cover art for Jacqueline Rose & James Butler: The Plague

London Review Bookshop Podcast

Jacqueline Rose & James Butler: The Plague

In The Plague (Fitzcarraldo) Jacqueline Rose who has, in the words of Edward Said ‘no peer among critics of her generation’ uses the recent experience of the Covid pandemic, the war in Ukraine and the writings of Simone Weil to investigate how we might learn to live with death when it intrudes more closely than we might like on our lived experience. Rose was in conversation about life and death with James Butler, contributing editor at the LRB.

More episodes

View all episodes

  • Kehinde Andrews & Afua Hirsch: The Psychosis of Whiteness

    Kehinde Andrews continues the work he began in The New Age of Empire with The Psychosis of Whiteness (Allen Lane), a wry and piercing guide to retaining sanity in a racist world, which Ron Ramdin has described as ‘a remarkable and enriching work which shines a light on many dark places’. He discussed the book with journalist and writer Afua Hirsch, whose own Decolonising My Body is forthcoming from Square Peg in October.
  • Terrance Hayes and Nick Laird

    Terrance Hayes and Nick Laird read from and talk about their recent books So to Speak (Penguin) and Up Late (Faber). Hayes, describing Laird, praises his ‘truth-telling that’s political, existential and above all, emotional’; Laird writing about Hayes notes that his invention ‘allows his poetry to house almost anything, from the political to the sensual, from a magic goat to a talking cat’. Join us to celebrate two of the year’s most hotly anticipated collections.The episode starts with Laird reading the title poem, Up Late, from his new collection.
  • Ian Nairn: Modern Buildings in London

    Ian Nairn’s Modern Buildings in London was first published in 1964 and now appears, 40 years after his death, in a new edition from Notting Hill with an introduction by Travis Elborough, ‘one of Britain’s finest pop culture historians’ according to the Guardian.Elborough was joined by architectural historian Gillian Darley and architect Charles Holland to discuss Nairn’s life, work and enduring legacy.For more events at the Bookshop: a copy of Modern Buildings in London:
  • Helen Macdonald, Sin Blaché & Isabel Waidner: Prophet

    Helen Macdonald (H is for Hawk) has collaborated with musician and writer Sin Blaché to write a dazzling science fiction debut. Author Paraic O’Donnell describes Prophet (Jonathan Cape) as ‘a hyperkinetic headrush of a novel that proves its organic bona fides by getting you drunk with ideas before casually and cataclysmically breaking your heart.’ Macdonald and Blaché were at the shop to reading from and talking about their book with Isabel Waidner.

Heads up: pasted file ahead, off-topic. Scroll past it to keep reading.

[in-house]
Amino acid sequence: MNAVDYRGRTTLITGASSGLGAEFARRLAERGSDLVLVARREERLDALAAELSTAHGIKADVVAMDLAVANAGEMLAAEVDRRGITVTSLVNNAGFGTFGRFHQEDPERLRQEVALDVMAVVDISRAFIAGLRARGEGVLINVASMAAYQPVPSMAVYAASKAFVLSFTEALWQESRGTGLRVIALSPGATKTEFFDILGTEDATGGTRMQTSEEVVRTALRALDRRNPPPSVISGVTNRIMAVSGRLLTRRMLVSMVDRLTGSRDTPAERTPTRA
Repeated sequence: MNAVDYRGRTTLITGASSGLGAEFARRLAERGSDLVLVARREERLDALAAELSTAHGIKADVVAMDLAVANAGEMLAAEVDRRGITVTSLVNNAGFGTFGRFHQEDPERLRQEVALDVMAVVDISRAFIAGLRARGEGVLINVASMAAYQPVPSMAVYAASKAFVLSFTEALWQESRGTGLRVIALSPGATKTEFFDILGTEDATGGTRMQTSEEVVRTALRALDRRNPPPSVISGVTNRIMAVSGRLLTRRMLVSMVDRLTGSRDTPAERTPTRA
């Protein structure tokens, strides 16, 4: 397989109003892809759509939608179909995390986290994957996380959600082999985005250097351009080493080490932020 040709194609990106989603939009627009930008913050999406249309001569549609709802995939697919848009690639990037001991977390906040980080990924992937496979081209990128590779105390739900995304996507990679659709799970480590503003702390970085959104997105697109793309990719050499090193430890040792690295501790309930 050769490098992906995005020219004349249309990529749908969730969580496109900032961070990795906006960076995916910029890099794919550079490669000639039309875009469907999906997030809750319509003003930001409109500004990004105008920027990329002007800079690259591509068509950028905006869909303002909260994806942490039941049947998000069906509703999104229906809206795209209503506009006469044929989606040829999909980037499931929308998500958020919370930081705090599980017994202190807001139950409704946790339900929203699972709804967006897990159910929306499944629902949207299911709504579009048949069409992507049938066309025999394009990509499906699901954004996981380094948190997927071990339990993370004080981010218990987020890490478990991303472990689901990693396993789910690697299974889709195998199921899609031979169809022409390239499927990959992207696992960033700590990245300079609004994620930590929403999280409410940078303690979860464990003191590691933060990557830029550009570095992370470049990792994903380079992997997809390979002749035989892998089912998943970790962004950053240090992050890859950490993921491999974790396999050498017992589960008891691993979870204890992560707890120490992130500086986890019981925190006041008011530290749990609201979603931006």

• Adam Mars-Jones & Leo Robson: Caret

    Caret continues the adventures of the irrepressible John Cromer, begun in Pilcrow (2008) and continued in Cedilla (2011) – part of Adam Mars-Jones’ ‘semi-infinite’ novel series, praised by one reviewer as ‘a genuine, almost miraculous oddity’. Mars-Jones was in conversation with the journalist and critic Leo Robson.Buy Caret: events at the Bookshop:
  • Lauren Elkin & Vanessa Peterson: Art Monsters

    For decades, feminist artists have confronted the problem of how to tell the truth about their experiences as bodies. Queer bodies, sick bodies, racialised bodies, female bodies, what is their language, what are the materials we need to transcribe it?Exploring the ways in which feminist artists have taken up this challenge, Lauren Elkin's Art Monsters is a landmark intervention in how we think about art and the body, calling attention to a radical heritage of feminist work that not only reacts against patriarchy but redefines its own aesthetic aims.Elkin talks about it with Vanessa Peterson, Associate Editor, frieze magazine.
  • Jeremy Deller & Michael Bracewell: Art is Magic

    A holistic and revealing account of the inspirations, passions and practices of one of the country’s foremost contemporary artists, Art is Magic finds Jeremy Deller reflecting on the entirety of his career, his life and his art. Deller was joined in conversation with writer Michael Bracewell, author of Unfinished Business.Find more events at the London Review Bookshop: a copy of Art is Magic:
  • Tessa Hadley & Geoff Dyer: After the Funeral

    In Tessa Hadley’s new collection, After the Funeral (Jonathan Cape), small events have huge consequences. As psychologically astute as they are emotionally dense, these stories illuminate the enduring conflicts between responsibility and freedom, power and desire, convention and subversion, reality and dreams. Hadley was in conversation with Geoff Dyer. 
  • New Faber Poetry

    Four Faber poets will join us to read from their recent collections.Describing Declan Ryan's long-awaited debut, Crisis Actor, Liz Berry called it ‘elegant and heartaching’. Maggie Millner‘s Couplets, also a debut, is a novel in verse, a unique repurposing of the 18th century rhyming couplet into a thrilling story of queer desire. Hannah Sullivan’s follow-up to her T.S. Eliot Prize-winning Three Poems, Was it For This, also consists of three long poems, on subjects ranging from London and the Grenfell fire to new motherhood. The title poem of Nick Laird’s new collection, Up Late, won the Forward Prize for Best Single Poem. Terrance Hayes has characterised his work as containing 'a truth-telling that’s political, existential, and above all, emotional'.Find more events at the Bookshop: